I have long struggled to shed my childhood penchant for instant gratification. Though aware of the need to pace myself for the long haul, I nonetheless prioritize the power of the current moment, with no regrets. Of course, I am not so reckless as to obliterate my obligations to my daughter, to my law partner, to my career, to my family, to my community. But, with each personal and national tragedy, I am again reminded that, for me, reserving fun and accomplishment for an uncertain date hence is anathema.
As the gray and white hairs of wisdom begin to populate my visage, I have realized that the divide between short- and long-term happiness is a false dichotomy. Fearing that I was forsaking my future for today’s enjoyment, I had not found intellectual peace with that which feels intuitively correct. By embracing the long view of life, I was able to reconcile the immediate with the infinite, to be at once spontaneous and prudent.
The long view requires a recognition that, assuming time is linear, the quibbles of the present are a comically small blip on the spectrum of history. Consider this thought exercise: if we posit that the Earth was formed at midnight and you are reading this page twenty-four hours later at the next midnight, then humans arrived on the scene at 11:59:59, a mere minute ago. As a species, we are inconsequential in geologic time. As individuals, we matter that much less. Internalizing that perspective helps manage the pressure.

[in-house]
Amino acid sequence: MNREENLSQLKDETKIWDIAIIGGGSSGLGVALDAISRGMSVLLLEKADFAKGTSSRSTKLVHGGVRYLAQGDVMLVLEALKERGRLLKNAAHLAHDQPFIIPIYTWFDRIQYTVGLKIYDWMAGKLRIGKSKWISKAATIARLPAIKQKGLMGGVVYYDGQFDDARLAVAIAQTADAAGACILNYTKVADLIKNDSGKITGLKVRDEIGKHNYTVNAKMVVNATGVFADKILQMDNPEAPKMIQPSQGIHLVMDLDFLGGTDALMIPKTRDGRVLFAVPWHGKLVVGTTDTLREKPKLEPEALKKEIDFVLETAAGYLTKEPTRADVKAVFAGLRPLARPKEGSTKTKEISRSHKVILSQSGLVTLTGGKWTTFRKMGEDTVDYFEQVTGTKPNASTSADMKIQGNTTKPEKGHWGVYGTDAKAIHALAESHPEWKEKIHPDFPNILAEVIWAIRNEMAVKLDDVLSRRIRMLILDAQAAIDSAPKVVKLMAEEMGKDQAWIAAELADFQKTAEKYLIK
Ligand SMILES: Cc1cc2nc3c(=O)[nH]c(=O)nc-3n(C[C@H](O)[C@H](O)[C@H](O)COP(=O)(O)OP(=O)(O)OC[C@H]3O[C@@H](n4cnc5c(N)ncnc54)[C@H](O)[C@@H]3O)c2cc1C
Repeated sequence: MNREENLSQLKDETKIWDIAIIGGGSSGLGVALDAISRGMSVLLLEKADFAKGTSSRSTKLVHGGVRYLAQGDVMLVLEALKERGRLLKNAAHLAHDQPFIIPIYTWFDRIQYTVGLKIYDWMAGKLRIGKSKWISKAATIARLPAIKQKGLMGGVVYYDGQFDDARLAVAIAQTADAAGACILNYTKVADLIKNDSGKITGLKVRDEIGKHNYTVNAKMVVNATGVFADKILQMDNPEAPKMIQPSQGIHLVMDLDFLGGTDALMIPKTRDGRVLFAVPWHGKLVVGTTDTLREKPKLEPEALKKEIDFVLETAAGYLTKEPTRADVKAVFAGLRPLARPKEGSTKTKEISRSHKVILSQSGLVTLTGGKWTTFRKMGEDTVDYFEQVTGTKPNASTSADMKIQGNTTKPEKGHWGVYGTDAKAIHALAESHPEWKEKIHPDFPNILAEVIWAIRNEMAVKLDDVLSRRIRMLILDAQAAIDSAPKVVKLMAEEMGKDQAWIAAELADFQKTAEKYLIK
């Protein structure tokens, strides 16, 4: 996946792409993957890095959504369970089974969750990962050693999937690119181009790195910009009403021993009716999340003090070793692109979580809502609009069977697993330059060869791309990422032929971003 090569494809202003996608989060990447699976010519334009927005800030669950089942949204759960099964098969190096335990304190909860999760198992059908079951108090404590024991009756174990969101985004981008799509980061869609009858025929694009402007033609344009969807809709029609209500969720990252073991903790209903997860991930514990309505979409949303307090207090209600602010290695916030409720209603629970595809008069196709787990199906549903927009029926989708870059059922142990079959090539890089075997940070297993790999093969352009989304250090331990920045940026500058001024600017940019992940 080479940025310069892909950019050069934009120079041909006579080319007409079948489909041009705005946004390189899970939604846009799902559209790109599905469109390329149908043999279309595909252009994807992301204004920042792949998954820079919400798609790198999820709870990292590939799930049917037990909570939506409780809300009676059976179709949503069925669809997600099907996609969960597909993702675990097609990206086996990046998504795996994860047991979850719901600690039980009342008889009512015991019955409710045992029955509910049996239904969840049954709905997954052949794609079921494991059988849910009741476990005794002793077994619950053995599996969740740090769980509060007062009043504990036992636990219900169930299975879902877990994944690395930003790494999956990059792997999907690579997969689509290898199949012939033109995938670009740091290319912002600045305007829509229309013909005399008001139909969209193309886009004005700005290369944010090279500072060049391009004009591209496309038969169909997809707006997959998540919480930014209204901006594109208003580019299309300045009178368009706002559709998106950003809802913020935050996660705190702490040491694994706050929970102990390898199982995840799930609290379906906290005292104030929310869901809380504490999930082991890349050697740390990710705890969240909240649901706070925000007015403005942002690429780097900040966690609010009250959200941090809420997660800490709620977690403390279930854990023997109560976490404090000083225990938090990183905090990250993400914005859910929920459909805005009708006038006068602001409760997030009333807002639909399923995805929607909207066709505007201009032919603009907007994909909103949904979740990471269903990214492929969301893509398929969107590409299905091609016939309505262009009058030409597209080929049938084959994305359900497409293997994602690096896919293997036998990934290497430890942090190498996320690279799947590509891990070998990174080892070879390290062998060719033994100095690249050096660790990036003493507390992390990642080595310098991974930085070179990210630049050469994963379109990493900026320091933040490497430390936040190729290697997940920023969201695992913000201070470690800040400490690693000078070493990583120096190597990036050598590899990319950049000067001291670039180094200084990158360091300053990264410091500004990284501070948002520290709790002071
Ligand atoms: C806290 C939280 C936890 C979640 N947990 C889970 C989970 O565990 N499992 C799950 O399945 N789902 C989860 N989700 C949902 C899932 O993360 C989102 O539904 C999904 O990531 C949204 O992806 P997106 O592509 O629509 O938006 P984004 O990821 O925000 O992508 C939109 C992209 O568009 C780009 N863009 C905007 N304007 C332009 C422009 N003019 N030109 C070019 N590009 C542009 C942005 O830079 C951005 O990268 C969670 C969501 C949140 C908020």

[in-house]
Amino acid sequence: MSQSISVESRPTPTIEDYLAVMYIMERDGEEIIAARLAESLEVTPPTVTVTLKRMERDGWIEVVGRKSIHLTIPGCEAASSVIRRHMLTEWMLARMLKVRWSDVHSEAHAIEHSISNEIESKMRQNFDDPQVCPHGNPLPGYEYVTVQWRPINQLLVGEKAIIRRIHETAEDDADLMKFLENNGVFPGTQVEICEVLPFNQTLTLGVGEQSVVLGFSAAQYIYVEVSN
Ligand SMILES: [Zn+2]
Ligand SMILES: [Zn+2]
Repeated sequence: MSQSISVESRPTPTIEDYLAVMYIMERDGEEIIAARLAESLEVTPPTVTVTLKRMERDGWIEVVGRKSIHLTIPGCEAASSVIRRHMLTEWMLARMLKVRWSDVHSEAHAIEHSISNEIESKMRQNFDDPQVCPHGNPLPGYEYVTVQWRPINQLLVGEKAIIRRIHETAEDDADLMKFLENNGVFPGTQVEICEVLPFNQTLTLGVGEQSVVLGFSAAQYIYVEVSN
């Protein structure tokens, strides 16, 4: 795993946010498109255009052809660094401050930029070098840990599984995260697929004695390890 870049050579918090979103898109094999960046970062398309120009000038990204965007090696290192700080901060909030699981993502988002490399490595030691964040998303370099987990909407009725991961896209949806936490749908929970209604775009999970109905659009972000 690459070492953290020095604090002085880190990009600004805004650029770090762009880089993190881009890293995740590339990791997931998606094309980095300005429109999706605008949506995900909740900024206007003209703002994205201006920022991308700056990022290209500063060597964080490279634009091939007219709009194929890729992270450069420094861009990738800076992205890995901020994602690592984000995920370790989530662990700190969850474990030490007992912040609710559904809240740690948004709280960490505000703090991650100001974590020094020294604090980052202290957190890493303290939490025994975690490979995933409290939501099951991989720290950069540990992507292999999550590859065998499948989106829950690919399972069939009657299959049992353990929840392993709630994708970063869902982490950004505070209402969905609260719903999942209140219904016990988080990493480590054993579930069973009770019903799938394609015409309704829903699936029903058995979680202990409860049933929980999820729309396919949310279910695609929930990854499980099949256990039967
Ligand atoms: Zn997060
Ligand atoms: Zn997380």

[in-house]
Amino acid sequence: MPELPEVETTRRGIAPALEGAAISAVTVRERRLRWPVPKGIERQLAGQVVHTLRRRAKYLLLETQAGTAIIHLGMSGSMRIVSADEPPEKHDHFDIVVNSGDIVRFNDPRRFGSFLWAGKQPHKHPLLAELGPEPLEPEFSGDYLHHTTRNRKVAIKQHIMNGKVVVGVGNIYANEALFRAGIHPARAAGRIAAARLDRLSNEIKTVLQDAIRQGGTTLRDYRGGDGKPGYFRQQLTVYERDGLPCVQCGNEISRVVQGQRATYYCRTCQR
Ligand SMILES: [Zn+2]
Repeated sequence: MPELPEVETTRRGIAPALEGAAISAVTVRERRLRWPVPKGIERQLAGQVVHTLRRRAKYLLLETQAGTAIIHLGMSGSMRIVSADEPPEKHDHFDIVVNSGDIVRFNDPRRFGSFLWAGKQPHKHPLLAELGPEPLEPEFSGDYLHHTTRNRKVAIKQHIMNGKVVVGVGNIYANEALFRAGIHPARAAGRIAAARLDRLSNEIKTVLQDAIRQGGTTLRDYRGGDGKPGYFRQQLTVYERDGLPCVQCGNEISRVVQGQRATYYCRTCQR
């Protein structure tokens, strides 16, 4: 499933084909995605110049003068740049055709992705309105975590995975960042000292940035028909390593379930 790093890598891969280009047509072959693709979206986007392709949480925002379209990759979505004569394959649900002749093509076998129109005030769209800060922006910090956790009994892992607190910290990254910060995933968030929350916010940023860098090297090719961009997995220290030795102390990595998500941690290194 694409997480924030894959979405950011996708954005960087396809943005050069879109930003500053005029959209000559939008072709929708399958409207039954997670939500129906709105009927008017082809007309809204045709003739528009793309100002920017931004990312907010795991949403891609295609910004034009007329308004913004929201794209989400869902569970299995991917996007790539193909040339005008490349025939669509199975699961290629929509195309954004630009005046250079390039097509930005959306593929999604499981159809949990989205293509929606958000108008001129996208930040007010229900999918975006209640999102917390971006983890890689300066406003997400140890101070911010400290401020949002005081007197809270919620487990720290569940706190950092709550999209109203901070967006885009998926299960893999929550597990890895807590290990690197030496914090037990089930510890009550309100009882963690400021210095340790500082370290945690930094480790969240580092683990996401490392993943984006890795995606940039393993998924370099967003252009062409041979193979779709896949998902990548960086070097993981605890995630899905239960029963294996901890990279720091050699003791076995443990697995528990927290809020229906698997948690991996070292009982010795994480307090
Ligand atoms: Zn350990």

The long view need not stretch for epochs to be effective. It can provide a coping mechanism for the heaviness of daily living. Today may present seemingly impossible challenges, but believing that the next week or month or year will bring positive change is the type of incentive that we all need to tackle each day. Especially now.
The long view is particularly useful in conflict resolution. Locked in a dispute, the parties each feel as if it is all-encompassing and never-ending; the anger of the quarrel taints each waking and slumbering moment. But, if one realizes that the underlying issue will not matter in a week’s or year’s or decade’s time, it is that much more compelling to drop the matter immediately, to not subject oneself to the torture of fighting about something that really does not matter in the long run.
Our sociopolitical and economic systems are dysfunctional because they ignore the long view in favor of short election cycles and the immediate accumulation of capital. We should be patiently building a society, tending to its needs with advances in thought and medicine and technology. Instead, we plunder our human and environmental resources in order to enrich the greediest, most ruthless, most shameless among our citizens. I tend to believe that the health of our planet and the psyche of our citizenry are the most important ends, but perhaps I am insane.
My focus is on quality time with Violet, deeper connections with fewer clients, long days out skiing and biking, animated meals with friends. In so doing, I forego material wealth and other trappings of alleged success. Theoretically it is a conundrum; but it never seems as such to me. Taking the long view, I will never look back as an old man and regret that I took the time to savor those irreplaceable moments.